Yet this is not your typical representative of the Classics and Comics genre. On reading Santoro's Pompeii it quickly becomes clear that this is a work that is deeply engaged with an issue that this blog is especially interested in exploring: the use of antiquity to explore debates in contemporary art. Santoro's choice of Pompeii as a setting is multifaceted, and I only want to dwell briefly on one aspect here, as outlined by Santoro in his blog:
Pompeii started as me wanting to tell this story about working for Francesco Clemente. But that was too complicated. Too many modern details. Dash had been telling me I should make a romance and I had always wanted to do a riff on the genre. So I mashed up my classical influences - many learned from Clemente - and set the whole thing in Pompeii at the time of the eruption of Mount Vesuvius in 79 AD. Working for Clemente had that feeling of going into another world - so it felt right. Plus I could play out the narrative without explaining too much. Pompeii is like a genre in itself - like stories set around the sinking of the Titanic.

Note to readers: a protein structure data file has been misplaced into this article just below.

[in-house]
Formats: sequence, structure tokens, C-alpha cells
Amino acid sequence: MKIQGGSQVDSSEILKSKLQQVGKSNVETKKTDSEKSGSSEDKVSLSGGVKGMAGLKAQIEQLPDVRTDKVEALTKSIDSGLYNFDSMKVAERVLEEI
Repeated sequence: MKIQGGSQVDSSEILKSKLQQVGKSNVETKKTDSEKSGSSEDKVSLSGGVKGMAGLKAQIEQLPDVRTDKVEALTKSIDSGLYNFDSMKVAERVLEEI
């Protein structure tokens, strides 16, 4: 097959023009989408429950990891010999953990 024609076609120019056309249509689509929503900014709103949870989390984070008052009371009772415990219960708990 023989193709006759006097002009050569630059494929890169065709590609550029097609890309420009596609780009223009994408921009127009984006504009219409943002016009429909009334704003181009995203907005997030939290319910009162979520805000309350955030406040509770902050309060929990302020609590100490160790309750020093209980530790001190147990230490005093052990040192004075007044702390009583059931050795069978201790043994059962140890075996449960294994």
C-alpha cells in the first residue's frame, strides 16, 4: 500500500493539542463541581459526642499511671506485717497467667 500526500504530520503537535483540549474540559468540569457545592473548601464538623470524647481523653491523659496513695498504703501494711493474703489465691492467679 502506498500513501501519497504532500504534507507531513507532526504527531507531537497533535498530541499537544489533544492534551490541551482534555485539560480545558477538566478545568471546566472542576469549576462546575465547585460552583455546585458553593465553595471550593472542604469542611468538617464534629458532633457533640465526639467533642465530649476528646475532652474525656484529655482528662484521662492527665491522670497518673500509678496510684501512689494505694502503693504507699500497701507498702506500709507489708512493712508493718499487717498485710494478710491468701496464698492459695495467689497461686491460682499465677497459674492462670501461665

There is considerable scope for a discussion of the retelling of the dynamic between Marcus/Santoro the lowly assistant and Flavius/Clemente the celebrated painter in Pompeii, but here I want to highlight the idea that the 'mash-up' of Santoro's 'classical influences' is in some ways inspired by Clemente. Two of the paintings that play a role in Pompeii are of Flavius' mistress, called simply 'the princess' and his wife Alba. The former is a full-figure, reclining, while the latter is a close-up, head-shot portrait. In 2006, Clemente painted a series of portraits of well-known figures (e.g. Salman Rushdie), as well as his wife - Alba Clemente - which bears an uncanny resemblance to the head-shot portrait of Flavius' wife, Alba.
For more on Frank Santoro, go here.